KS: The issues aren’t always straightforward. I think that there are books that everyone will be uncomfortable with on some level. Some books published in earlier times have stereotypic racial images and ideas that really don’t have a place in our children’s lives today. Or if they are to be used they need to have a great deal of discussion surrounding them.. My favourite example comes from Robert Louis Stevenson’s A Child’s Garden of Verses. His poem, "Foreign Children," ends with:
You have curious things to eat,
I am fed on proper meat;
You must dwell beyond the foam,
But I am safe and live at home,
Little Indian, Sioux or Crow,
Little frosty Eskimo,
Little Turk or Japanee,
O! Don’t you wish that you were me?
My question is what library doesn’t have A Child’s Garden of Verses? When we have materials like that we have to be able to support discussion about the issues raised in the material. Whether it is a discussion of families with same sex parents or depictions of race from generations past we need to engage children in discussions. Books aren’t simply an end product. They may be the final result of an author and publishers work, but they are the jumping off point for discussions with readers. Even when a book is blatantly racist (which I would hope is taken off the shelves in children’s sections of libraries and used in historical collections of children’s literature), the book can be used to discuss how things have changed and, in many cases, changed dramatically for the better.
49th Shelf: What are some challenged books that have been important to you as an educator and as a reader?
KS: As an educator the book that challenged me the most was The Travels of Babar. While rushing to answer the call to stop censorship, I was taken aback by the racist images and text in this once popular picture book. I can’t say that I was even aware of it until I was working on an exchange with the Miami Public Library. It was a book that the Miami library staff had taken out of circulation and they asked me why the book was still relevant to children in our society today. I wasn’t able to quickly answer that. Saying that Travels of Babar is a good story is not a strong enough answer. Also saying that I support Freedom to Read is not enough. The portrayal of the Africans as savages could possibly be hurtful to young readers today. I believe that the book needs to be retained in the library, but not on the open shelves for children.
Another title that was brought to my attention when working as the children’s coordinator at the Scarborough Public Library was Chinese Handcuffs by Chris Crutcher. The book is a hard hitting teen novel that deals with many tough topics including gang rape and violence. The book had been published by a well respected children’s publishing house and had been purchased for the children’s collection. The book’s intended audience was not children but teens and hence the book was moved into the teen’s collection where it should have been from the beginning.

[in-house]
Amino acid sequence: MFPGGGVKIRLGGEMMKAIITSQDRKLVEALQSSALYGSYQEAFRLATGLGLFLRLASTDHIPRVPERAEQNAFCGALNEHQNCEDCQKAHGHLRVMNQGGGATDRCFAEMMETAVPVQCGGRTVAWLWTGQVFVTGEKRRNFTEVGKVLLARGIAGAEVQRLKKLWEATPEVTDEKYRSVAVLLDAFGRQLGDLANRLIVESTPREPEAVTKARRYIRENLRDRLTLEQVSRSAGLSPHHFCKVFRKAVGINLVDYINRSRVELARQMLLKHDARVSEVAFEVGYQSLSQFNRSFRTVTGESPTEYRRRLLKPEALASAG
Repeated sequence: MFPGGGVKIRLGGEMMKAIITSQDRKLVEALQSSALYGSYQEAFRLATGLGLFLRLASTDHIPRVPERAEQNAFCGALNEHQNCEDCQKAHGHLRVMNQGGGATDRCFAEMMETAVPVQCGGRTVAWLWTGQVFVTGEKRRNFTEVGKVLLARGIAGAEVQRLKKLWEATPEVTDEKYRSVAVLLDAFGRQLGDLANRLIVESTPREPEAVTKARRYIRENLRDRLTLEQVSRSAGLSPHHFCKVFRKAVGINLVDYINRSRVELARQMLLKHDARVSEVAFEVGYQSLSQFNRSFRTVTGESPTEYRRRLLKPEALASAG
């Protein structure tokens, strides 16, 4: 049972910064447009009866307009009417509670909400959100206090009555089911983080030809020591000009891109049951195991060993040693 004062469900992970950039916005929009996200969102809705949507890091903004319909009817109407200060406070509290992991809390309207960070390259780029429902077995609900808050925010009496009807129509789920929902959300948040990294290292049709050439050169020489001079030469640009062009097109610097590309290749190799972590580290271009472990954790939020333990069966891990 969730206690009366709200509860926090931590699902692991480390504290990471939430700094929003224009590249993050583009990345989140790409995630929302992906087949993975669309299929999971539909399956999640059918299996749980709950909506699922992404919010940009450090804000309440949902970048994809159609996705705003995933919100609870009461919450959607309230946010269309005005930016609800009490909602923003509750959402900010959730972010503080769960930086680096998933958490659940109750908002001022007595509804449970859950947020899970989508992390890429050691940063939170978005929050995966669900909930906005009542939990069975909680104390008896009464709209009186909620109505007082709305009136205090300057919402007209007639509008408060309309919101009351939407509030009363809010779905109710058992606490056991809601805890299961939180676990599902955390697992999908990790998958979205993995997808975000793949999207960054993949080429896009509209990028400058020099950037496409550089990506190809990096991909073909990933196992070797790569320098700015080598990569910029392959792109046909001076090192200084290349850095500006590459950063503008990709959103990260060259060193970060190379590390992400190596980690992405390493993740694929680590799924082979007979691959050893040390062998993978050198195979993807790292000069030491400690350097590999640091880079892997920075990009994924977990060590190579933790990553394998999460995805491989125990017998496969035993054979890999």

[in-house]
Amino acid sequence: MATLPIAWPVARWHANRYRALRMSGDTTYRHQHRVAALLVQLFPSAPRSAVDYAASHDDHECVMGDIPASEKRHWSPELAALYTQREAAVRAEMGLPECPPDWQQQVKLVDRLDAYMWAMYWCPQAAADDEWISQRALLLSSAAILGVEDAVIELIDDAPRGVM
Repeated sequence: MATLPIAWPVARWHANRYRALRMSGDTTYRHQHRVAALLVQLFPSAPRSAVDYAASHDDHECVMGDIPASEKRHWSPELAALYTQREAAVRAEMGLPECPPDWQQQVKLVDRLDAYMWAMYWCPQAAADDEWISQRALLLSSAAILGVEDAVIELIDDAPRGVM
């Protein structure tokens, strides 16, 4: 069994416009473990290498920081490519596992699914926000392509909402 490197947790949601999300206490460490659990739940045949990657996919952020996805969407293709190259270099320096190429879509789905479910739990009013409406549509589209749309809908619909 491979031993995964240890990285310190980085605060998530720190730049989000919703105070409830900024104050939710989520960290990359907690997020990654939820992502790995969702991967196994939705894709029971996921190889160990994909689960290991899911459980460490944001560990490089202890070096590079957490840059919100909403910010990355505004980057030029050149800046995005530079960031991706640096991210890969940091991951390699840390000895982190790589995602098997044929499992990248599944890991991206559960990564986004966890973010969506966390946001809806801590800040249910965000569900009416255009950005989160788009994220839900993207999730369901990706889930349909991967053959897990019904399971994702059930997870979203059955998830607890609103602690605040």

Those are the two titles that I remember actually believing that they belonged in the library, but in a different part of the collection from that which they originally had been purchased for. All the other titles that I defended were ones that belonged right where they were as part of the circulating collection.
As a reader I can only say that I read widely, my choices are varied and I don’t want someone else making decisions for me on what I can read. I find it interesting to read books that make it to the challenged lists, but I mostly find the lists sad. I find it sad that there are people who are trying to control what I read. I find it immensely sad and frightening that there are people who try to stop readers from finding Scout in To Kill A Mockingbird, or knowing Lyra in The Golden Compass or enjoying The Adventures of Huck Finn. I consider myself so much richer knowing those characters and feel sorry for those who haven’t met them yet. I abhor those that try to control reading, and I do celebrate those that fight for freedom to read.
49th Shelf: How does Freedom to Read Week work to empower young readers?
KS: More than anything it brings to the attention of Canadians that there are people and groups that are trying to censor what we read. It makes us aware of just how lucky we are that we can read what we want. AND it makes young readers discuss with others the books that have been challenged in the past. We need to keep talking about our rights and the freedoms that we have when it comes to reading.
Ken Setterington is a librarian, storyteller, author and reviewer. He was named the first Children and Youth Advocate for Library Services for the Toronto Public Library. He has been an active storyteller and published retellings of The Snow Queen and The Wild Swans. In 2003, with co-author Deidre Baker, he wrote A Guide to Canadian Children’s Books. He lives with his partner in Toronto.